Wednesday I was in a truck screaming around a flood plain near the Senegal River not far from the Mauritania border. We were on a maze of dirt tracks, so utterly confusing that I lost track of where we were going and where we’d been. Even the farmers I was with seemed to have trouble deciding when to try to blast across a drained, muddy irrigation channel, or drive around channels flowing with river water feeding the green fields. We hit several dead ends, and had to retrace our steps amid loud discussions in Wolof about our route.
Our driver was Ibrahima Ly, who is the coordinator for an organization called PINORD, a French acronym for “Program d’Appui aux Initiatives du Nord” or roughly Program of Support for Northern Initiatives. Oxfam has been supporting PINORD since massive floods destroyed rice production in the valley in 2003.
Ly seemed to be having a blast. “This is just like the Paris-Dakar rally” he said at one point as our truck leapt over a small irrigation channel, practically airborne for an instant. We ground to a halt near the field of Ndeye Gaye, a 50-something-year-old farmer and leader of women in her community of Ross Bethio.
She’d been expecting us, and presumed our late arrival was due to the near inaccessibility of her field. She says it’s really hard to move her inputs (seeds, tools, fertilizer) out to the field, and ship her harvested rice back out. And if this delays planting during the spring irrigated season, her rice might not mature in time for harvest, delaying the next rainy season planting and putting her business at risk.
She says she overcomes this challenge by working hard—and you have to respect her for it. Hard work came up over and over again as I talked with these northern-Senegalese rice farmers, who were working with PINORD. Quite simply, working hard is not enough. You have to work better, with the right seeds and marketing expertise, and use smart tactics to overcome the challenges of low-priced imported rice, drought, insects, and lack of knowledge.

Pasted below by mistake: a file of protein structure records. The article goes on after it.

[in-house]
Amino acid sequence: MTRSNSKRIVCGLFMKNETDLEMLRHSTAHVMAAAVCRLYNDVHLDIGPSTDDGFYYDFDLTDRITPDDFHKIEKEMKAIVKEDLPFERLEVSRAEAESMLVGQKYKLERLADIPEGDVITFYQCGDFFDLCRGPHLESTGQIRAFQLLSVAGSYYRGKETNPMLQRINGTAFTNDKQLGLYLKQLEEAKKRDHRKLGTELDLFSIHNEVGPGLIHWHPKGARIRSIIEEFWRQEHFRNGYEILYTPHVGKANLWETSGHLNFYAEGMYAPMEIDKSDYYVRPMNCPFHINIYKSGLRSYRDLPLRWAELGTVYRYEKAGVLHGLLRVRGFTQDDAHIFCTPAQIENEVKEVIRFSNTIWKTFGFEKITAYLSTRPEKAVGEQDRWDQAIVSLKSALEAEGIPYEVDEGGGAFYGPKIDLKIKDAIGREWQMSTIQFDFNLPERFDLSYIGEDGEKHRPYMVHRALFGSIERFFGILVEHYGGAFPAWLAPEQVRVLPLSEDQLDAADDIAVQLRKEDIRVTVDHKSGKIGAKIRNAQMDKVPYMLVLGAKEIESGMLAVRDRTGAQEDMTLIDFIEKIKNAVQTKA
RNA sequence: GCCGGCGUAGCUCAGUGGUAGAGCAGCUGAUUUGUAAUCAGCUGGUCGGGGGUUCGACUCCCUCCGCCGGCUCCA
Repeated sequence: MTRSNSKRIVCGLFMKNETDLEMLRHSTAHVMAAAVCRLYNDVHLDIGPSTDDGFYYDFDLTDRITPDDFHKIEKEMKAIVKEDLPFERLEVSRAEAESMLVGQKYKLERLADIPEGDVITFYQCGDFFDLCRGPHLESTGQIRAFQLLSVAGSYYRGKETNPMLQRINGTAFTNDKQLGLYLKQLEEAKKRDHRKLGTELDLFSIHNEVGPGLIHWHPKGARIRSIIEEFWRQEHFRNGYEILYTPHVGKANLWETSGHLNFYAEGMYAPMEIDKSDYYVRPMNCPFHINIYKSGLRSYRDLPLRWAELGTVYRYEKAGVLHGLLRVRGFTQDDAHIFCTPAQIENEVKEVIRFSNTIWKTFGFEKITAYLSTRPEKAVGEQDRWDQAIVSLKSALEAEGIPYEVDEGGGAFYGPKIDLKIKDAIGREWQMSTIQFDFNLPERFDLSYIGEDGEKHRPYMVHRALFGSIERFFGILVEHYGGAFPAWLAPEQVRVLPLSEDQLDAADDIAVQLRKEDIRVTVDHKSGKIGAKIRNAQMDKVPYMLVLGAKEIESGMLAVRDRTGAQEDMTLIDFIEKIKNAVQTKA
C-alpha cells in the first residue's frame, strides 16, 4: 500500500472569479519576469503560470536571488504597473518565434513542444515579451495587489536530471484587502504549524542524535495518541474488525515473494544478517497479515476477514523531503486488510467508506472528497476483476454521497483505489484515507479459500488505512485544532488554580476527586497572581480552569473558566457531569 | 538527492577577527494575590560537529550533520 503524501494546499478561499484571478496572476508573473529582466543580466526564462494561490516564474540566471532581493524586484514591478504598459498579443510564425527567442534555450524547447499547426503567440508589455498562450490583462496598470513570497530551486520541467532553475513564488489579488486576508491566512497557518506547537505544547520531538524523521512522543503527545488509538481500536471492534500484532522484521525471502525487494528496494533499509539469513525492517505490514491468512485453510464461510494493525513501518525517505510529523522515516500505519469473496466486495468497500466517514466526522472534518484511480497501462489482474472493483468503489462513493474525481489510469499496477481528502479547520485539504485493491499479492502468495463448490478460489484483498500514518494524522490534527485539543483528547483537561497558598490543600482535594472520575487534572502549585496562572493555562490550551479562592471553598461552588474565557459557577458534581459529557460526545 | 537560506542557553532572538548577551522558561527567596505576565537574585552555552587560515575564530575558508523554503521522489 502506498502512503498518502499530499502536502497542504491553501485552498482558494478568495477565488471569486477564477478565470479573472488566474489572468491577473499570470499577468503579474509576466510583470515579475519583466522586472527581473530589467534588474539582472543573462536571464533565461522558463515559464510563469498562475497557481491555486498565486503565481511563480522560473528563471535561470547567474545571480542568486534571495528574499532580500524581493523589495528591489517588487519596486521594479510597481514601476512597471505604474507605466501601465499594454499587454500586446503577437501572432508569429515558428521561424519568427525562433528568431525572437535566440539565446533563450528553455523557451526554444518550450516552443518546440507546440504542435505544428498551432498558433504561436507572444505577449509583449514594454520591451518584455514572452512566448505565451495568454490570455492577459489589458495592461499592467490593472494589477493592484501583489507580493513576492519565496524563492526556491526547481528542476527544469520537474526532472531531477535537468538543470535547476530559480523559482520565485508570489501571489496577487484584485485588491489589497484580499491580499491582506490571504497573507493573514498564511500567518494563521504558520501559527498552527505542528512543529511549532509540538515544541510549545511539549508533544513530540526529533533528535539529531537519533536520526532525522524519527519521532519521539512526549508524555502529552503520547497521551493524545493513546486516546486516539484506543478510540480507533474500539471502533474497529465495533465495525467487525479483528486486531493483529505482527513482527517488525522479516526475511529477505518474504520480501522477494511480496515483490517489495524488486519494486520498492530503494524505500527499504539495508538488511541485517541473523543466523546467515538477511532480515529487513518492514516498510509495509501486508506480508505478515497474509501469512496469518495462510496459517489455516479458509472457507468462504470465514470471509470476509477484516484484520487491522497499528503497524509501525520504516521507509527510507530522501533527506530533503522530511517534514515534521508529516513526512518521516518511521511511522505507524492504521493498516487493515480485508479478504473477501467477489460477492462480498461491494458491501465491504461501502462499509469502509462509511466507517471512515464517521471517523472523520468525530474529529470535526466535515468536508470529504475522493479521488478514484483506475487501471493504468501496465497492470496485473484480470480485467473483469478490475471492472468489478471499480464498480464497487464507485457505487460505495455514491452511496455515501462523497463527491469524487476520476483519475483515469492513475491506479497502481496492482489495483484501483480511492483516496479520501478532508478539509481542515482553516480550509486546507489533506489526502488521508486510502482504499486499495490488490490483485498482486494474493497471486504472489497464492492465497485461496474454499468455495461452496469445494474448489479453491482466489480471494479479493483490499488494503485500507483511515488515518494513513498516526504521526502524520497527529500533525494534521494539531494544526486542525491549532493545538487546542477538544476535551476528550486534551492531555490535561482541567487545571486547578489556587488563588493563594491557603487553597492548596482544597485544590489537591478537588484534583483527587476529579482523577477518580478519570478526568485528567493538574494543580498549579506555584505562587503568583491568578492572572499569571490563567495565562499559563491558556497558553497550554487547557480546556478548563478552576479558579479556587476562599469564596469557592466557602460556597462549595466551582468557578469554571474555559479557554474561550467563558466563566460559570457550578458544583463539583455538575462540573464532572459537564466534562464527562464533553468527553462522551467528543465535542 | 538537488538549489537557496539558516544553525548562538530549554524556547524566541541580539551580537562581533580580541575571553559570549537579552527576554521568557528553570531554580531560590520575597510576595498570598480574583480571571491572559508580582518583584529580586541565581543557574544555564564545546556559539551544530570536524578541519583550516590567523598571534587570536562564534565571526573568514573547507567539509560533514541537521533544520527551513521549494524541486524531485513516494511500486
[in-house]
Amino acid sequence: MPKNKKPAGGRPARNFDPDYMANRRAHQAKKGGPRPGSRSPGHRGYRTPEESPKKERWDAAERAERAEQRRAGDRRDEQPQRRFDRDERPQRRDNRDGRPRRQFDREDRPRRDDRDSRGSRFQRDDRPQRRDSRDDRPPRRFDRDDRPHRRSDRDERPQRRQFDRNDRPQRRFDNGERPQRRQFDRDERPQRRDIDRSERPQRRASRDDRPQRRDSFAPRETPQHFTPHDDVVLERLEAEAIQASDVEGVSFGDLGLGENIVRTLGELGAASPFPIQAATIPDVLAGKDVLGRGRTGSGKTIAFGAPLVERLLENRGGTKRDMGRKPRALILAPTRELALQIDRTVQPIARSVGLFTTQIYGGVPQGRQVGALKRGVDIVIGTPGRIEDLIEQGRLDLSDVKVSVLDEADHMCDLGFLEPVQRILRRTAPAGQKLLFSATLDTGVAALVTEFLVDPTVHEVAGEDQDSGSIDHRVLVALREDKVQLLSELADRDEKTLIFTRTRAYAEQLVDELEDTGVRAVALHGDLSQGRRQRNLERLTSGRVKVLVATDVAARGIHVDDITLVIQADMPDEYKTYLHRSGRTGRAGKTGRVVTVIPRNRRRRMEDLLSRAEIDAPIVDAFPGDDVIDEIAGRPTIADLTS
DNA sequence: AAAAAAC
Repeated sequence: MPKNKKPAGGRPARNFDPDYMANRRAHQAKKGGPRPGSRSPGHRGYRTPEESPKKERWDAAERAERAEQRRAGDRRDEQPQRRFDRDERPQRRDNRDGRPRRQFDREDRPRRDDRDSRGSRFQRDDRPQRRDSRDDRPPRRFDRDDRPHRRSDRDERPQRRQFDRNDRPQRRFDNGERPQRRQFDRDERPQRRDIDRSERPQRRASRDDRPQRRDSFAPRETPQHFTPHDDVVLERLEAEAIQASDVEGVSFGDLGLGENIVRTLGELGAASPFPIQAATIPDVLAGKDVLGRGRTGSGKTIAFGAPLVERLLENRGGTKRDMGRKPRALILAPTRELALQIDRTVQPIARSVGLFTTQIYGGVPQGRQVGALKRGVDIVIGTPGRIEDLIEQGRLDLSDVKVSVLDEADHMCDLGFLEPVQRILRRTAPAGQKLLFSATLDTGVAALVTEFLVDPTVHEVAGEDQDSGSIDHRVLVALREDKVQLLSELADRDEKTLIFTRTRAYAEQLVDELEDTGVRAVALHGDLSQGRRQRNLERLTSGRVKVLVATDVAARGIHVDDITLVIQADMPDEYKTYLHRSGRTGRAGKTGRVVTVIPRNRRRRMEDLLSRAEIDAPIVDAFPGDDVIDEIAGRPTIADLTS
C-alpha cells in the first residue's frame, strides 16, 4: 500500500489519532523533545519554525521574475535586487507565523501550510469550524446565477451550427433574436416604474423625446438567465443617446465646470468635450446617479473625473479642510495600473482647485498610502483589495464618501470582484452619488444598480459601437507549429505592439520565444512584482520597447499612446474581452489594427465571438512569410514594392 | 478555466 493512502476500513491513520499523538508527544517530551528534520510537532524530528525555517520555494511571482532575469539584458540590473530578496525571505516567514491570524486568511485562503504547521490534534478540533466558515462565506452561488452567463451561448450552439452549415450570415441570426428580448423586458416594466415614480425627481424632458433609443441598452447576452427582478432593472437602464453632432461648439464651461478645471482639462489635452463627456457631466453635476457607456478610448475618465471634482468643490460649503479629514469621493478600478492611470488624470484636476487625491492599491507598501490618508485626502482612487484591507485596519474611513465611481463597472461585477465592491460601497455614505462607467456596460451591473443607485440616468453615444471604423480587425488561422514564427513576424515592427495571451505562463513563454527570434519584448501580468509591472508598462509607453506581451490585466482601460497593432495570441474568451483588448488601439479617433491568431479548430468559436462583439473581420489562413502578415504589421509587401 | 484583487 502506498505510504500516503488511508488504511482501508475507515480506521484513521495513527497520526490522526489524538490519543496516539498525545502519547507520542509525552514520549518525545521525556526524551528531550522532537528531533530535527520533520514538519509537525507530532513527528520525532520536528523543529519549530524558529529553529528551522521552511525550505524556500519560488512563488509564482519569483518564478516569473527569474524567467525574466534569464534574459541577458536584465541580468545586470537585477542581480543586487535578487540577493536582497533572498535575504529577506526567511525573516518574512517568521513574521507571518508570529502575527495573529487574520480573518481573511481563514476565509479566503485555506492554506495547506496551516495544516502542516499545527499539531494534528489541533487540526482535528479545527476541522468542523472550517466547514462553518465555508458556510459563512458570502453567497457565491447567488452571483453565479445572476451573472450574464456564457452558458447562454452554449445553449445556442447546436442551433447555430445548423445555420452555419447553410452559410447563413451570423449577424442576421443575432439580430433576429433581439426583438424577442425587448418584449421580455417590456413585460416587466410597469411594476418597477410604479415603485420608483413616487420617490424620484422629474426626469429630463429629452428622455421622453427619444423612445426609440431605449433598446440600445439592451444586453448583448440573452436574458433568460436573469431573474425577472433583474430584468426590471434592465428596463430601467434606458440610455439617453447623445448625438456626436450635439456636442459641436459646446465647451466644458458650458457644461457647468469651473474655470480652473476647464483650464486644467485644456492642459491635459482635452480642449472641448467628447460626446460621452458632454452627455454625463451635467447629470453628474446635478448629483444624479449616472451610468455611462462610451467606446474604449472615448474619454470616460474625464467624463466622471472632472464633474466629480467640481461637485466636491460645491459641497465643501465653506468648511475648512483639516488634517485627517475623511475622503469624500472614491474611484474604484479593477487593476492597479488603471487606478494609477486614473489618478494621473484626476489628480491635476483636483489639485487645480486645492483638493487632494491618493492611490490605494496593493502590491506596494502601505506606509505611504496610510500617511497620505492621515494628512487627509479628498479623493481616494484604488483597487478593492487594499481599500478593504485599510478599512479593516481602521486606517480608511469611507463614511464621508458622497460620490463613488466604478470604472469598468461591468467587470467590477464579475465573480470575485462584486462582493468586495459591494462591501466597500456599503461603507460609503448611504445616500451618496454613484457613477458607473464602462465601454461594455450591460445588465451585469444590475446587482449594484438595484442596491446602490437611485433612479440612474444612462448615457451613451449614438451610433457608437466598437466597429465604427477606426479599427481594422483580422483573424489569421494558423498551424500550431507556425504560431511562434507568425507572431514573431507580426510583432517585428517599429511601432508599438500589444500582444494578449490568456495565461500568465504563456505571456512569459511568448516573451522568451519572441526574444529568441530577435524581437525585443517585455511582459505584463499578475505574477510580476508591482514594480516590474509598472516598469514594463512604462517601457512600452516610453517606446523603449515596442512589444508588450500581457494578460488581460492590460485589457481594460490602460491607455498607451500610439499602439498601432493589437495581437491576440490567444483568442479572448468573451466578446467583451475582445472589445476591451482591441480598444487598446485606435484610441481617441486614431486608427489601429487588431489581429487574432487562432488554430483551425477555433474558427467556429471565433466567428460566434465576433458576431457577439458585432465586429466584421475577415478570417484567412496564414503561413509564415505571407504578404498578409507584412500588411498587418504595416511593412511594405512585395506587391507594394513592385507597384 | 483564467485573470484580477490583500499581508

Gaye says PINORD has helped her and thousands of others with training. “We’ve learned to select quality seed, to grow quality rice. How to use the right fertilizer, how much and when. How to track our expenses, how much you need to sell to make a profit. How to get credit and use it the right way, so you can make proper financial plans and avoid bad debt.”
She says she used to get 40 bags of rice from each of her five hectares, but now she gets 70 bags, and wants to keep improving, expanding her land and business as she goes.
Her neighbor Mame Bassine Gaye (a common name here, and probably no relation), 55, says the women of Ross Bethio, in the Senegal River valley region, known as Walo, are particularly hard workers. She is proof: she has amassed 50 hectares, has her own processing facility, two trucks, and an ample home compound filled with family. “PINORD has changed a lot here, and you can see how well women can do. If we did not work hard you would not see this.
If a Walo woman falls down, it is because she is working hard—you just have to help her get back up.”